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Cancer / Oncology Treatments


Uterine Cancer

The uterus is a hollow organ, about the size and shape of a medium-sized pear. The uterus is where a fetus grows and develops when a woman is pregnant. The uterus has 2 main parts (see picture above). The cervix is the lower end of the uterus that extends into the vagina. The upper part of the uterus is called the body or the corpus. (Corpus is the Latin word for body.) Although the cervix is technically part of the uterus, when people talk about the uterus, they usually mean the body, not the cervix.

The body of the uterus has 2 main layers. The inner layer or lining is called the endometrium. The outer layer of muscle is known as the myometrium. This thick layer of muscle is needed to push the baby out during birth. The tissue coating the outside of the uterus is the serosa.

Hormone changes during a woman's menstrual cycle cause the endometrium to change. During the early part of the cycle, before the ovaries release an egg (ovulation), the ovaries produce hormones called estrogens. Estrogen causes the endometrium to thicken so that it could nourish an embryo if pregnancy occurs. If there is no pregnancy, estrogen is produced in lower amounts and more of the hormone called progesterone is made after ovulation. This causes the innermost layer of the lining to prepare to shed. By the end of the cycle, the endometrial lining is shed from the uterus and becomes the menstrual flow (period). This cycle repeats throughout a woman's life until menopause (change of life).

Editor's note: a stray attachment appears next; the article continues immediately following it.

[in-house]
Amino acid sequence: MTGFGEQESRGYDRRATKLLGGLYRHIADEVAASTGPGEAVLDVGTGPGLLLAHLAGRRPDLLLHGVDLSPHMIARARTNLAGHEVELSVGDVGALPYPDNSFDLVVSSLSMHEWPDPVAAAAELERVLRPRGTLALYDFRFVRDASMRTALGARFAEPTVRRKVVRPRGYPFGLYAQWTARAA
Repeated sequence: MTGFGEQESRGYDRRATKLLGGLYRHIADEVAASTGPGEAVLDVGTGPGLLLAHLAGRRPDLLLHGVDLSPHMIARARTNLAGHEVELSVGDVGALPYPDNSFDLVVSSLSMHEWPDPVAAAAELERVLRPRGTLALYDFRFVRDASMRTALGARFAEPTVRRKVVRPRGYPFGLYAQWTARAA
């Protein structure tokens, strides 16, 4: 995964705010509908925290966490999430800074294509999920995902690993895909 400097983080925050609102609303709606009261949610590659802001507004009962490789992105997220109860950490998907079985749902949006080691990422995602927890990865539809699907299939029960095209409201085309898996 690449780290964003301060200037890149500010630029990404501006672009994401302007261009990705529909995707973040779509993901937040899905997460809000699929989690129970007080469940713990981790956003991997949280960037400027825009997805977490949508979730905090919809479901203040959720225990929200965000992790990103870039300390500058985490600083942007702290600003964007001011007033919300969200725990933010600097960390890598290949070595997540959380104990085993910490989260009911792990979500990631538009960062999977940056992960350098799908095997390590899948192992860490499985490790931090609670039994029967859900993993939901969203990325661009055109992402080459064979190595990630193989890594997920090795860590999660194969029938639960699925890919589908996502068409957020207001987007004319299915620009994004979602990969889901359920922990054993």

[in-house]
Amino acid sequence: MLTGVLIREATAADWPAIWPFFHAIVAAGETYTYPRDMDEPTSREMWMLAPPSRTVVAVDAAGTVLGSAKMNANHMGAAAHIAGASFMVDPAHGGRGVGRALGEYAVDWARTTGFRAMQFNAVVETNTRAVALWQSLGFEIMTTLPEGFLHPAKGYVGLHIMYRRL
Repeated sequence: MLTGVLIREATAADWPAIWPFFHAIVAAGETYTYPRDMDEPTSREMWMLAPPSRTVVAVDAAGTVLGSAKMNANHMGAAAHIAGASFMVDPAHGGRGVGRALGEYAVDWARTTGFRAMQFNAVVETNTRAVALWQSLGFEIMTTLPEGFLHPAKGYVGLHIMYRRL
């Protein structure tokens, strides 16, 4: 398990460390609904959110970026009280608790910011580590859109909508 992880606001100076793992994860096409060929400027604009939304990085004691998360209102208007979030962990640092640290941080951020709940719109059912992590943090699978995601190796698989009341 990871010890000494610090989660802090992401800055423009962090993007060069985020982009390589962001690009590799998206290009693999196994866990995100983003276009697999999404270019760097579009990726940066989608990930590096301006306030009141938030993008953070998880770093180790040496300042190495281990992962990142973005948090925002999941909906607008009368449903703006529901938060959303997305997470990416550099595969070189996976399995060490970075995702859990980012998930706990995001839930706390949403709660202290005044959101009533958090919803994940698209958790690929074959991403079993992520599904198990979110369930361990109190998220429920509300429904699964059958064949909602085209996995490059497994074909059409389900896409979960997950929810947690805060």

What is Uterine Cancer?

The most common cancer of a reproductive system of a woman is known as uterine cancer. This cancer starts in cell layers that form the lining of the uterus. This cancer can be detected in its early stage as it causes abnormal vaginal bleeding. The surgical removal of the uterus can cure uterine cancer.

Types of Uterine Cancer

Sarcoma: Sarcoma cancer grows in the supporting tissues of the uterine glands or in the myometrium. This cancer accounts for 2-4% of uterine cancers.

Adenocarcinoma: This cancer is considered as the main type of uterine cancer that grows from the cells in the uterus lining. Endometrial cancer is the other name of this cancer.

Endometrial stromal sarcoma and carcinosarcoma are considered as the rare types of uterine cancer.

  • Pink and watery vaginal discharge that changes into dark and foul smelling
  • Unusual heavy bleeding in between the periods or otherwise
  • Vaginal bleeding after menopause

Some of the less common symptoms are –

  • Pain during sexual intercourse
  • Discomfort or pain in the lower abdomen

Advanced symptoms include –

  • Pain in the legs or back
  • Loss of weight and appetite
  • Passing urine more than usual
  • Weakness or tiredness
  • Constipation
  • A feeling of being sick

diagnostic tests may include:

  • Ultrasound or transvaginal ultrasound. In transvaginal ultrasound, Gyne-oncologist inserts a wandlike device (transducer) into the vagina, which creates a video image of the uterus using sound waves.